Earlier this month, members of United Auto Workers (UAW) locals across Iowa, Illinois, and Kansas approved a strike authorization vote by a 99 percent margin amid contract negotiations with the John Deere manufacturing company, as reported by Labor Notes. The current contract, which has been in place for six years, is set to expire at midnight of September 30.
A strike, which will likely start in the first half of October if John Deere and UAW are not able to come to an agreement, would have major implications for the manufacturing company. With harvest season around the corner, it would also impact the agriculture industry writ large. This year shows record high demand for durable goods, a shortage in labor, and a massive backlog in production, further complicating things for the leading agricultural equipment manufacturing company.
Negotiations are ongoing and it’s unclear whether the strike will happen, but workers are still preparing for a fight. Former UAW Local 74 president Chris Laursen said that John Deere workers “share one thing in common: Everybody knows that Deere owes us a better contract. Everybody knows that Deere is going to have to pony up if they want to create a viable workforce to create shareholder profit, which is their main interest.”
This potential strike would also be coming on the heels of record profits for John Deere. The company made more money in just the first nine months of this fiscal year than it did in the entirety of its record-breaking 2013 year.
While a week still remains before the contract expires, some workers in the bargaining unit have already taken action, picketing outside of the John Deere headquarters over issues like wages, higher co-pays, seniority provisions, and cuts to both short-term disability and health care.
The last time John Deere workers went on strike was in 1986–87, when more than twelve thousand workers walked off the job during contract negotiations over some of the same issues as today. That strike cost the company more than $100 million in their Quad Cities shops alone. After the five-month strike, the two sides came to an agreement that included a job security program that prevented more than 10 percent of UAW workers from being laid off at any one time.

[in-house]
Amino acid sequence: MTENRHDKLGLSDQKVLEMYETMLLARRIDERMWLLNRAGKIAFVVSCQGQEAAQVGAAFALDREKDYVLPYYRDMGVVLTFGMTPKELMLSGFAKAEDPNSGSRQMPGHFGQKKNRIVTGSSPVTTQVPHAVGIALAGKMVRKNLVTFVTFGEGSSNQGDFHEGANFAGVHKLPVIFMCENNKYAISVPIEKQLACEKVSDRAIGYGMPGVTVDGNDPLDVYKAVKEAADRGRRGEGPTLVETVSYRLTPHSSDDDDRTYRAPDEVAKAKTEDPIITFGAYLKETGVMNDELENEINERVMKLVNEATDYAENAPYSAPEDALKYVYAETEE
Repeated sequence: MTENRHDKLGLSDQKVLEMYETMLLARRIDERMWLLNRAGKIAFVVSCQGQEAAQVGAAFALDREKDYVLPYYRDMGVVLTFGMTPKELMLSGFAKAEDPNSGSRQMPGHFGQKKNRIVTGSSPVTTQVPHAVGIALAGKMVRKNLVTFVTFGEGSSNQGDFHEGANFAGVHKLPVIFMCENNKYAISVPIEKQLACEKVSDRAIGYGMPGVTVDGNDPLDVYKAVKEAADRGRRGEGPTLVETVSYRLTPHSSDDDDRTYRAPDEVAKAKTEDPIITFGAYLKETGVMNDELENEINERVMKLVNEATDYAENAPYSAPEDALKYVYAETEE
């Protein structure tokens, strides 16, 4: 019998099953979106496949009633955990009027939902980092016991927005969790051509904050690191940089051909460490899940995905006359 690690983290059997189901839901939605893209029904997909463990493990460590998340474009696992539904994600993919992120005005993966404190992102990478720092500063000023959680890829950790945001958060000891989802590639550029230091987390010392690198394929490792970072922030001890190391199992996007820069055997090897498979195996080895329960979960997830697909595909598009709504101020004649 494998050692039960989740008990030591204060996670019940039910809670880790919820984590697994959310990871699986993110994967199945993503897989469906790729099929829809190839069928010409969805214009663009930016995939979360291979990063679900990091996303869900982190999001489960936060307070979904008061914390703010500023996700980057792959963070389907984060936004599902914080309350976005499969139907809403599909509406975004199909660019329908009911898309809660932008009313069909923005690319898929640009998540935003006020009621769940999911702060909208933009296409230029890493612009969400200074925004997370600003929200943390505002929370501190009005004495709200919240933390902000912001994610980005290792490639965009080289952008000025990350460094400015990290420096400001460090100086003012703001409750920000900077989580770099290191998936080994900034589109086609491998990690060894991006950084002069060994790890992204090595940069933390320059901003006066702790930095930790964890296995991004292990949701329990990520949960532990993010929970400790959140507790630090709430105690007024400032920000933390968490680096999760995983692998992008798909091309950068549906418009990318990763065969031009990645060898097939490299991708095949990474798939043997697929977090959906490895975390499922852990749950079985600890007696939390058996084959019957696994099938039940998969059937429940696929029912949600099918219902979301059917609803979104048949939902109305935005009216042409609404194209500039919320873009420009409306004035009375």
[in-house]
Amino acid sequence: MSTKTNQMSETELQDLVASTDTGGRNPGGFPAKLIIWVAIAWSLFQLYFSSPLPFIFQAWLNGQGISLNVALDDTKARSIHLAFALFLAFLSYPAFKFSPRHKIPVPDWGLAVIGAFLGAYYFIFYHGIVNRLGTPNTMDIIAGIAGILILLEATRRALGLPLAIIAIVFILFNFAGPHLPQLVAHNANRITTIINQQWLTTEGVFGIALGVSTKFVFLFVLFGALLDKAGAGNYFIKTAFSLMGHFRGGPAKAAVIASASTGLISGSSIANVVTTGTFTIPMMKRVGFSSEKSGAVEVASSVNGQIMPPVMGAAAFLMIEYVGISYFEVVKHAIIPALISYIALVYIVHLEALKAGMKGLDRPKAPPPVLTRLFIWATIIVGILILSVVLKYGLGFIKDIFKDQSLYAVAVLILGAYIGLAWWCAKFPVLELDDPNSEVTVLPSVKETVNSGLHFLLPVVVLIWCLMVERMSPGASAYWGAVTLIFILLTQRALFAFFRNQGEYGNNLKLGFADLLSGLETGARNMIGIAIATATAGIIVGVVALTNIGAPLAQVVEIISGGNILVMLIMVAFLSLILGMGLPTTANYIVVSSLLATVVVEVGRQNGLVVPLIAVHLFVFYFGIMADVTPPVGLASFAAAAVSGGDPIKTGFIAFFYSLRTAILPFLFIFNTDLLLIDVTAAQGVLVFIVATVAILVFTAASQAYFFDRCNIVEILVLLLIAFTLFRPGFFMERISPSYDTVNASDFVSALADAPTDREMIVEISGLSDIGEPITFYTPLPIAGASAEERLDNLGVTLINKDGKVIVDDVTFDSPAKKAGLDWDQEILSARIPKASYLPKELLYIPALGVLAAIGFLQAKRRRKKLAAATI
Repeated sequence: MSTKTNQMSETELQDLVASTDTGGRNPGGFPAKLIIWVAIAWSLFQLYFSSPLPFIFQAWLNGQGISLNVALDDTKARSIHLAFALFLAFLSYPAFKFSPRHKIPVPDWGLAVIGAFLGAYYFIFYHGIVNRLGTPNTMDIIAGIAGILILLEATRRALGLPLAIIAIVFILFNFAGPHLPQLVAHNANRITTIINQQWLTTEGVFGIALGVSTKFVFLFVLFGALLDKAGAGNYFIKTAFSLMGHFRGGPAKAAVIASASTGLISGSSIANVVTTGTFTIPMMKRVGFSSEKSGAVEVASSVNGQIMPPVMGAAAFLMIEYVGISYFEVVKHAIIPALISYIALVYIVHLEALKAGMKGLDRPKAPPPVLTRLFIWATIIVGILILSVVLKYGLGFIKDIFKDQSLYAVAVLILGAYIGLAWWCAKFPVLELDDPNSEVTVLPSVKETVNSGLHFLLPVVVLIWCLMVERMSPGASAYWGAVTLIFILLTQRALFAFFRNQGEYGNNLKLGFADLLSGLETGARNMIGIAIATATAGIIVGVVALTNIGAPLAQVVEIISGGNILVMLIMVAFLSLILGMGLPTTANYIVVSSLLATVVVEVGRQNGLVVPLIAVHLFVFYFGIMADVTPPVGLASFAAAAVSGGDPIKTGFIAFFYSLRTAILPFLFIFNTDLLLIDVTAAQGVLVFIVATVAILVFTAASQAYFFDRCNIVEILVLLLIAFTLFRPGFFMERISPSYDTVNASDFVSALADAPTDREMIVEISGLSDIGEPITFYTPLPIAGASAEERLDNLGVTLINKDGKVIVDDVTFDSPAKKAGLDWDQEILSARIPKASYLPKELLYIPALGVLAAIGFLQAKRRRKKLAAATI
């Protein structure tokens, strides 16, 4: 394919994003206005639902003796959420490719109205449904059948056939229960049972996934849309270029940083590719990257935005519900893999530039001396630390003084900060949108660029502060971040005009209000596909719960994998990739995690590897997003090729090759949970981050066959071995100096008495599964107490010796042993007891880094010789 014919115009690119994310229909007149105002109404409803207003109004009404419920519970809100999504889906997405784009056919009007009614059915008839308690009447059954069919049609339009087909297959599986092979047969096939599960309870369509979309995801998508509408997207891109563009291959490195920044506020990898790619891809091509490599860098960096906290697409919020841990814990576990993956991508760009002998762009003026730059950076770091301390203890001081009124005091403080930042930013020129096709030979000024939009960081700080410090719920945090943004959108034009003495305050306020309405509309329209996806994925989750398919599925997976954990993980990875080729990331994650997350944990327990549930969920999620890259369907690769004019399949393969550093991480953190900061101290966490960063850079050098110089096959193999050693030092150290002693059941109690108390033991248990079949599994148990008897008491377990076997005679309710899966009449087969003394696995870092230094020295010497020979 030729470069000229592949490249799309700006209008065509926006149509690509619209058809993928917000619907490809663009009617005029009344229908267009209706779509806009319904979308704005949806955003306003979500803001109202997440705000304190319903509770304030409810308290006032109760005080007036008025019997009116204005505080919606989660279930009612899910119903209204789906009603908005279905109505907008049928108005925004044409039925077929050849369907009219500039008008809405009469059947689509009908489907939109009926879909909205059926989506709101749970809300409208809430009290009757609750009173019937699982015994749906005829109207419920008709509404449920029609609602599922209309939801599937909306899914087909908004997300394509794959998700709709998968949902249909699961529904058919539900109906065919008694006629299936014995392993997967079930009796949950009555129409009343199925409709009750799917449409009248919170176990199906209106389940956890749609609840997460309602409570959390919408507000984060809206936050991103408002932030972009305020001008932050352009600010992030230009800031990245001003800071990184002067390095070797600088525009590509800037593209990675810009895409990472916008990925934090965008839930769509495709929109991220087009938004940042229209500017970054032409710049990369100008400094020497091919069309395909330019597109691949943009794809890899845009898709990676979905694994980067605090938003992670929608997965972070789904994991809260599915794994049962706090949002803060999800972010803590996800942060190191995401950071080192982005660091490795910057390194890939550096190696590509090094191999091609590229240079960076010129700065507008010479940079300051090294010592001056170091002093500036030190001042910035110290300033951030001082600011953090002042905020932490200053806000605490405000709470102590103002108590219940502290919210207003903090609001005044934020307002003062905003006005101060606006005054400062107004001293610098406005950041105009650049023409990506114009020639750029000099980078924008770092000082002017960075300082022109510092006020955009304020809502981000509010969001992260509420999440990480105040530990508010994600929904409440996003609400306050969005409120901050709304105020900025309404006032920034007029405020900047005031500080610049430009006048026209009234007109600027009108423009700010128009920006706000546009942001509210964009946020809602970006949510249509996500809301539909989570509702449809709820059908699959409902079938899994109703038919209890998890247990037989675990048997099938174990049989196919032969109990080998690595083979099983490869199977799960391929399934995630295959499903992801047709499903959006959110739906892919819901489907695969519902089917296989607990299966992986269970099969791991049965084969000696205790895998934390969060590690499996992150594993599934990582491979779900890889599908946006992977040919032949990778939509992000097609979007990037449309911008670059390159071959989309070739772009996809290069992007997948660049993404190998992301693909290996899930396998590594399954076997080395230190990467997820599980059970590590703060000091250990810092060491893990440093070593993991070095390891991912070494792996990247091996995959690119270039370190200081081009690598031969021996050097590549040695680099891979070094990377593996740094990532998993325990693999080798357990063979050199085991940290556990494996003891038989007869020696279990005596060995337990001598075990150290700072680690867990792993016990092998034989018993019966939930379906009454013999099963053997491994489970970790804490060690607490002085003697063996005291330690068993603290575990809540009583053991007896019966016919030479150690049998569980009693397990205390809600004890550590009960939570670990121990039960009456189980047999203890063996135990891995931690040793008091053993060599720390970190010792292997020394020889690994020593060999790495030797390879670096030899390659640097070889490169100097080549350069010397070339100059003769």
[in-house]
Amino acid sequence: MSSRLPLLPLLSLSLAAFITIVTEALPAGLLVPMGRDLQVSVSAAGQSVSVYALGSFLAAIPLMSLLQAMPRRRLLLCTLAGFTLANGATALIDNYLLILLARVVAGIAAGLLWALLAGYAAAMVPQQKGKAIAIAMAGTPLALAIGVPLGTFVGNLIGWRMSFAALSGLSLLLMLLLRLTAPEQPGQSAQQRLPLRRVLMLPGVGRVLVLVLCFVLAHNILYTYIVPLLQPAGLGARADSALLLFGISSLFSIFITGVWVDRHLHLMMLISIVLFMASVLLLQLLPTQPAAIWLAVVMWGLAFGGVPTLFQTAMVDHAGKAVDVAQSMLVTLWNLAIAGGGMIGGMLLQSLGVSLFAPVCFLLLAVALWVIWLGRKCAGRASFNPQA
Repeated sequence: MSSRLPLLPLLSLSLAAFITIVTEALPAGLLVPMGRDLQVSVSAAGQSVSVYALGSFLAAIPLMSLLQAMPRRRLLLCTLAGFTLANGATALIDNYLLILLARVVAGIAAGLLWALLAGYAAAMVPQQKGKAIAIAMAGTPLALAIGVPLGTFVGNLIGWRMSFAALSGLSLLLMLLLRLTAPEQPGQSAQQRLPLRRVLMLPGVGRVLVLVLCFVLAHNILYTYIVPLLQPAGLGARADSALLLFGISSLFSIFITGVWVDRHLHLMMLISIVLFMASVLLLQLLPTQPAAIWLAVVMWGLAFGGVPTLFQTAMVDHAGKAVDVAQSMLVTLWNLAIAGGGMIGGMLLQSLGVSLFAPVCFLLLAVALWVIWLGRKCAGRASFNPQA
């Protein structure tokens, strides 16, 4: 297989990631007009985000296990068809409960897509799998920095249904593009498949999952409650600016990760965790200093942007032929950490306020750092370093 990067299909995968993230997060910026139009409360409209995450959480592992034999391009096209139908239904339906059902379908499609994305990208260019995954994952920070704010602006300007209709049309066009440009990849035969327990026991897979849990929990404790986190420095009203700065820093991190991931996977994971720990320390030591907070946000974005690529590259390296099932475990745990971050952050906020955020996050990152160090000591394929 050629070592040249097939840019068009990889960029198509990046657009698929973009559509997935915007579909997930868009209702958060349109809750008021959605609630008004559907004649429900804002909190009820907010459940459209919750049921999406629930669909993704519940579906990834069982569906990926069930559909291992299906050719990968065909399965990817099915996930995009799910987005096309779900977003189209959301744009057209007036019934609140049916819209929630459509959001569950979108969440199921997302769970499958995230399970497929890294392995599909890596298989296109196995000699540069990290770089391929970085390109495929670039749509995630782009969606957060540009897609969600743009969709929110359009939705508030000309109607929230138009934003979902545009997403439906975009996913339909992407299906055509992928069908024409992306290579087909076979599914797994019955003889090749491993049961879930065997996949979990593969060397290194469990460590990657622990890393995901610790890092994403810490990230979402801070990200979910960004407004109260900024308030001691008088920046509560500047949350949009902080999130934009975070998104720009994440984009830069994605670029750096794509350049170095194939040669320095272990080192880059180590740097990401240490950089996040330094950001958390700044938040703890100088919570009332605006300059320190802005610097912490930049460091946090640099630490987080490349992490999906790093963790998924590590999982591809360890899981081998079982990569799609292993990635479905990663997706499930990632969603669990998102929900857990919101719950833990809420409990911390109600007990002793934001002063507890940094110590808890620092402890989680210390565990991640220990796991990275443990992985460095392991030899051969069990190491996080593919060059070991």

A decade after that strike, the UAW gave a major concession allowing John Deere to implement a tiered workforce program where employees hired after their 1997 contract agreement made less money than workers already there. Now, more than three decades since the last strike, there is a renewed sense of militancy among John Deere workers.
The current members hope their efforts will not only secure immediate gains for themselves and their families but also lay the foundation for future good jobs. Former chairman of UAW 79 David Schmelzer told Jacobin, “We took this vote seriously. We ask ourselves, ‘What does this contract mean for me right now, me in ten years, and the worker coming in the door ten years after me?’”
Schmelzer went on to distill exactly what this struggle means to him and his coworkers after a particularly grueling year of work during the pandemic. “We are making these shareholders billions of dollars while we are fighting for peanuts,” he said. “Fighting just to hold on to our health insurance, the same health insurance we relied on when working six days a week for ten to twelve hours a day most weeks during the coronavirus pandemic.”